Android apps: Now Google will let you try before you install

Google rolls out a host of features to boost the appeal of Play Store app subscriptions.

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Google is now doing more to promote Android Instant apps, which allow users to use the key features of an app without actually installing it.

Instant Apps allow developers to distribute their Android apps from a link shared via a message, search or social media, offering a halfway point between native apps and the mobile web.

The New York Times Crossword puzzle Instant App, for example, lets users play a part of the app called the daily mini crossword puzzle. This serves as an onramp to gaining new subscribers. It claims to have more than doubled the number of sessions since supporting Instant Apps, boosting its chances of converting users into subscribers.

Google lists a handful of apps that support Instant Apps, including Skyscanner, NYTimes crossword puzzle, Buzfeed, Onefootball, Red Bull TV, and the UN's ShareTheMeal app. These apps now also have a "Try it Now" button on their store listings to let Android users know the feature is available.

It's still early days for Instant Apps, which Google unveiled at last year's I/O and set live in a pilot this January.

Google has also announced a big change to the cut it takes from app subscriptions through the Play Store, halving the fee from 30 percent to 15 percent once a developer has retained the subscriber for longer than 12 months.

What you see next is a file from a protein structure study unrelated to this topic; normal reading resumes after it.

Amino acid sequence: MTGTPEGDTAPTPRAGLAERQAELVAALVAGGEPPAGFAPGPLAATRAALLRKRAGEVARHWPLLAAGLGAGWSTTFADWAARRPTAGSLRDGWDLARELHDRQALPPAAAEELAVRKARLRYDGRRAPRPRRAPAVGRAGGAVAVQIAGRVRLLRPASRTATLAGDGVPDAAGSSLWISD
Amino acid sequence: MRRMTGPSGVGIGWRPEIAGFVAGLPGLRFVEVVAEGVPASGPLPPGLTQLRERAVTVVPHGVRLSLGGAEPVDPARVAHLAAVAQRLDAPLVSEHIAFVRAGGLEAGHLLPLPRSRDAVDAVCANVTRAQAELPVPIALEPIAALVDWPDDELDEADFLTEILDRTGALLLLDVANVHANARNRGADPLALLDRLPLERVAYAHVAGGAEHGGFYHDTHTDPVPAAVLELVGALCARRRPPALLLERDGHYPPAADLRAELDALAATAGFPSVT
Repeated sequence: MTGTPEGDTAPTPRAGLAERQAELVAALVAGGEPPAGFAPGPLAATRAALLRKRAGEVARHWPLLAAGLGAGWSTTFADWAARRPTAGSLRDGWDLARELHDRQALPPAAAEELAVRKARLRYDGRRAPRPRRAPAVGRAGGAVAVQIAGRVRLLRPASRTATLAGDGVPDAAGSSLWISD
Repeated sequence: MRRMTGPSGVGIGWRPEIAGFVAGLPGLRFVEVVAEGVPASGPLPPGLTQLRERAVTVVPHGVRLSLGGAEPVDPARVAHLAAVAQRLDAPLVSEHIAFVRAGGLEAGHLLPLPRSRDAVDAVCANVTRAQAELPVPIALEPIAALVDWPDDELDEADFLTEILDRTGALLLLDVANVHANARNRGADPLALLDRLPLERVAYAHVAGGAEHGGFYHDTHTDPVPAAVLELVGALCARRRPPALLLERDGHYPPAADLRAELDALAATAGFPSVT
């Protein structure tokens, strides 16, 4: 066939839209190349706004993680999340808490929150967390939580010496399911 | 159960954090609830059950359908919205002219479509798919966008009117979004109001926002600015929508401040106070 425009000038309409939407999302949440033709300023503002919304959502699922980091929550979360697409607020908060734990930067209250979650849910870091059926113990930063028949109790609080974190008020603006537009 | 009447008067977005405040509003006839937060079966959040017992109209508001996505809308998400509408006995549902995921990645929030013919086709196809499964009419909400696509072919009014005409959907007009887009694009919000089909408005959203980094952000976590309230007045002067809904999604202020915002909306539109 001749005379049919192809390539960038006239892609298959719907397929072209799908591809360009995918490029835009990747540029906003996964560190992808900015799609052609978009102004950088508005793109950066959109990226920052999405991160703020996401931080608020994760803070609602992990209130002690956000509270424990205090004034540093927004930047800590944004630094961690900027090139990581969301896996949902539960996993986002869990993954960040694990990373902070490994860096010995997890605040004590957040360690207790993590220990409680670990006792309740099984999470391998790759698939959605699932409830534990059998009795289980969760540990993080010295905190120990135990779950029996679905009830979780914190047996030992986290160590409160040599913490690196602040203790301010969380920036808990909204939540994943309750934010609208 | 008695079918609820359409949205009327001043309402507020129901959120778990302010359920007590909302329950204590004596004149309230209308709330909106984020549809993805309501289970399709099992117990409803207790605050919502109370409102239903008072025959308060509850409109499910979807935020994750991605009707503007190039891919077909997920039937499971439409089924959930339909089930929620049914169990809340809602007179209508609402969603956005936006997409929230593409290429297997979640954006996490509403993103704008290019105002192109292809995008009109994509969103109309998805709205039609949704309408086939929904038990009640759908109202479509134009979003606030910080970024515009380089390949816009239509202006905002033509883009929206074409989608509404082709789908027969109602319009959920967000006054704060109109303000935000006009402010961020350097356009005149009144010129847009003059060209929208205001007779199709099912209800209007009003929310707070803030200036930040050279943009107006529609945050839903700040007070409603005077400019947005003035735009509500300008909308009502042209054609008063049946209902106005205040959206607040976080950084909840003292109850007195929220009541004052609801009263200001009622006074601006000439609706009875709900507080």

The new fee structure will commence on January 1, 2018, and matches the offer Apple revealed last year in an interview with The Verge. The change offered an incentive for developers to move from one-off purchases to a subscription model, as well as lessening the motivation for existing subscription-based apps, such as Spotify, to sign up users outside of the app store.

Google is also enabling a few more subscription focused features for developers, including shorter free trials of at least three days that Google ensures are limited to one trial per user. It's also offering to notify developers when a user cancels a subscription, and the ability to block access to a service until a payment renewal issue is resolved.

The company may also do more to clean up poorly performing apps in the Play Store with a new "minimum functionality" policy that bans apps that "crash, force close, freeze, or otherwise function abnormally" on the majority of Android devices.

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